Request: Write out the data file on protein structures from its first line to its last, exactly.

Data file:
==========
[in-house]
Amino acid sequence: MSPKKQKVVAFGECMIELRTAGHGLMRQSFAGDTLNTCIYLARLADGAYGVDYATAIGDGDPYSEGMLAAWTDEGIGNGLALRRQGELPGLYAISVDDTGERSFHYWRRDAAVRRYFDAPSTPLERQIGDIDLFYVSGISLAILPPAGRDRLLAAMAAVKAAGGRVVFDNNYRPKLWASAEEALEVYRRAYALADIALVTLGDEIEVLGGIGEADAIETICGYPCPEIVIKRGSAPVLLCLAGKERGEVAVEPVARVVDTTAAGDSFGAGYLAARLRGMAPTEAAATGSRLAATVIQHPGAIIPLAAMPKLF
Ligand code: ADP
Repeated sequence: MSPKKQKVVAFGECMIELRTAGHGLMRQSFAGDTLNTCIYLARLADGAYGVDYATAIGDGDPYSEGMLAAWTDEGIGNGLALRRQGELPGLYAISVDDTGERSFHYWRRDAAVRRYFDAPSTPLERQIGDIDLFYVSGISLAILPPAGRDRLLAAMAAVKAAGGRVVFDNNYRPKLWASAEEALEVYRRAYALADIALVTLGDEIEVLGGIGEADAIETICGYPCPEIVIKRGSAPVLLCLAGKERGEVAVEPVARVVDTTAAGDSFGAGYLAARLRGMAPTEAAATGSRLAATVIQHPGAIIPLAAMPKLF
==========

[in-house]
Amino acid sequence: MSPKKQKVVAFGECMIELRTAGHGLMRQSFAGDTLNTCIYLARLADGAYGVDYATAIGDGDPYSEGMLAAWTDEGIGNGLALRRQGELPGLYAISVDDTGERSFHYWRRDAAVRRYFDAPSTPLERQIGDIDLFYVSGISLAILPPAGRDRLLAAMAAVKAAGGRVVFDNNYRPKLWASAEEALEVYRRAYALADIALVTLGDEIEVLGGIGEADAIETICGYPCPEIVIKRGSAPVLLCLAGKERGEVAVEPVARVVDTTAAGDSFGAGYLAARLRGMAPTEAAATGSRLAATVIQHPGAIIPLAAMPKLF
Ligand code: ADP
Repeated sequence: MSPKKQKVVAFGECMIELRTAGHGLMRQSFAGDTLNTCIYLARLADGAYGVDYATAIGDGDPYSEGMLAAWTDEGIGNGLALRRQGELPGLYAISVDDTGERSFHYWRRDAAVRRYFDAPSTPLERQIGDIDLFYVSGISLAILPPAGRDRLLAAMAAVKAAGGRVVFDNNYRPKLWASAEEALEVYRRAYALADIALVTLGDEIEVLGGIGEADAIETICGYPCPEIVIKRGSAPVLLCLAGKERGEVAVEPVARVVDTTAAGDSFGAGYLAARLRGMAPTEAAATGSRLAATVIQHPGAIIPLAAMPKLF